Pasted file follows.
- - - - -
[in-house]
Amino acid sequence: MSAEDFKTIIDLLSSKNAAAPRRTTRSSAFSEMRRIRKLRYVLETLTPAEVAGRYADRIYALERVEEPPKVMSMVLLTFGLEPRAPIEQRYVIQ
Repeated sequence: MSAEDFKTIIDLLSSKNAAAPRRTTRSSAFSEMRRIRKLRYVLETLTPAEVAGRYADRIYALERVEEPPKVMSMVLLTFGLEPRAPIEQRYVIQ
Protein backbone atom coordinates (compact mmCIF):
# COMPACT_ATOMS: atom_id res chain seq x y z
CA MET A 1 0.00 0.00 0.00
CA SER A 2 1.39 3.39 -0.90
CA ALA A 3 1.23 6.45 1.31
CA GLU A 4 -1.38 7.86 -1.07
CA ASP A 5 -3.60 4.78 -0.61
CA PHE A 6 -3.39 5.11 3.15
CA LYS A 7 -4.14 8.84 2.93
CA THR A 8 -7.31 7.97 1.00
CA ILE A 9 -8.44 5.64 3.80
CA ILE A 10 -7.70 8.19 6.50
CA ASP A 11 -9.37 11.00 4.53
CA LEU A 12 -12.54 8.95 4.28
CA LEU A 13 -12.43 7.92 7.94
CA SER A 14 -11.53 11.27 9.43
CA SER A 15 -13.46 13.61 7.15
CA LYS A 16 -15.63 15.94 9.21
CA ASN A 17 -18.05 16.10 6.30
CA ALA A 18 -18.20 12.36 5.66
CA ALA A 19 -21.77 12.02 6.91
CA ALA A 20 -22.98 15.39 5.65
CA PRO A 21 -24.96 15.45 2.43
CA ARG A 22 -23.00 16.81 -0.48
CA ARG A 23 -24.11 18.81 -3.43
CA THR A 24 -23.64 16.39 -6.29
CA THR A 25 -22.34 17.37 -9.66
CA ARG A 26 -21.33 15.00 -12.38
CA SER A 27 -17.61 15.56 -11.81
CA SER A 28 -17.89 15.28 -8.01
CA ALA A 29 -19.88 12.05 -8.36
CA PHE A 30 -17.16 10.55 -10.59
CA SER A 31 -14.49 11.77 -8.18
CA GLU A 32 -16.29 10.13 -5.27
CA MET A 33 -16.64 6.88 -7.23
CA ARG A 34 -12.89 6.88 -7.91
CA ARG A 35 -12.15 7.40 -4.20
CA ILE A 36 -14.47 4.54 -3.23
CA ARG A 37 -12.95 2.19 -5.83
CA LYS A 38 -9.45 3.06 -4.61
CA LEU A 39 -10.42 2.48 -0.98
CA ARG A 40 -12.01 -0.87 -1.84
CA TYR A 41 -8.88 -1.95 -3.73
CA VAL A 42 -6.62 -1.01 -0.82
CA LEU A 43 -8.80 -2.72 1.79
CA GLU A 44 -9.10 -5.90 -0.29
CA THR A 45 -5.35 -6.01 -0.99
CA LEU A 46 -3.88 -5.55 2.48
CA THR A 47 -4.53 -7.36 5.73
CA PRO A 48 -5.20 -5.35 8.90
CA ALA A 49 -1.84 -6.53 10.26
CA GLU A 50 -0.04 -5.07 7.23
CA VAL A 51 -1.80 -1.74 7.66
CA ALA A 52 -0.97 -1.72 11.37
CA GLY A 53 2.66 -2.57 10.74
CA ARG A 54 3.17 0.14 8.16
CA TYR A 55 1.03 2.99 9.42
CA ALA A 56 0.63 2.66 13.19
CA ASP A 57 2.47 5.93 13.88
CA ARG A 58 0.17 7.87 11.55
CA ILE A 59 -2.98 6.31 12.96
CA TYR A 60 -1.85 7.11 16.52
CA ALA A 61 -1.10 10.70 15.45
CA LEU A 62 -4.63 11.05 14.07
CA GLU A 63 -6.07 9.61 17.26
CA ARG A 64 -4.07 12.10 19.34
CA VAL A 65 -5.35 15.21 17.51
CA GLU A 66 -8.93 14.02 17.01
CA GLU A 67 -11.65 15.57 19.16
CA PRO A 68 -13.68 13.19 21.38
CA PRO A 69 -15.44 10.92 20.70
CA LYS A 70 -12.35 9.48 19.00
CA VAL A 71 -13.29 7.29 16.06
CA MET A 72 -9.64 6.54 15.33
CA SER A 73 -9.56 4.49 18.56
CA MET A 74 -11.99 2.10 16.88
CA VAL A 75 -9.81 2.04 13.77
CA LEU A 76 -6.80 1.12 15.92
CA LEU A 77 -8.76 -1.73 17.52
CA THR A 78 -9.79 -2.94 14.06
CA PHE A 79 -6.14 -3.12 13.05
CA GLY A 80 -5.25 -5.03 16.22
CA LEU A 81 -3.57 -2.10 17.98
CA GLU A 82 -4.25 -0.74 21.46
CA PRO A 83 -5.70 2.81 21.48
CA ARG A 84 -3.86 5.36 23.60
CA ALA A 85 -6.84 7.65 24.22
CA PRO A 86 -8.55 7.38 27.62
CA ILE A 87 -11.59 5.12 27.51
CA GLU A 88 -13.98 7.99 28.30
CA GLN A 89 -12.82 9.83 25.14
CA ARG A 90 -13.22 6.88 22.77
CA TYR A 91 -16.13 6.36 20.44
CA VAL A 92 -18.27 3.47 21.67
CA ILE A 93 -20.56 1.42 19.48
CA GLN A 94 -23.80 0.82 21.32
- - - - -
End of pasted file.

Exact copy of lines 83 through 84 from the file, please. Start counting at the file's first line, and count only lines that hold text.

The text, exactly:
CA THR A 78 -9.79 -2.94 14.06
CA PHE A 79 -6.14 -3.12 13.05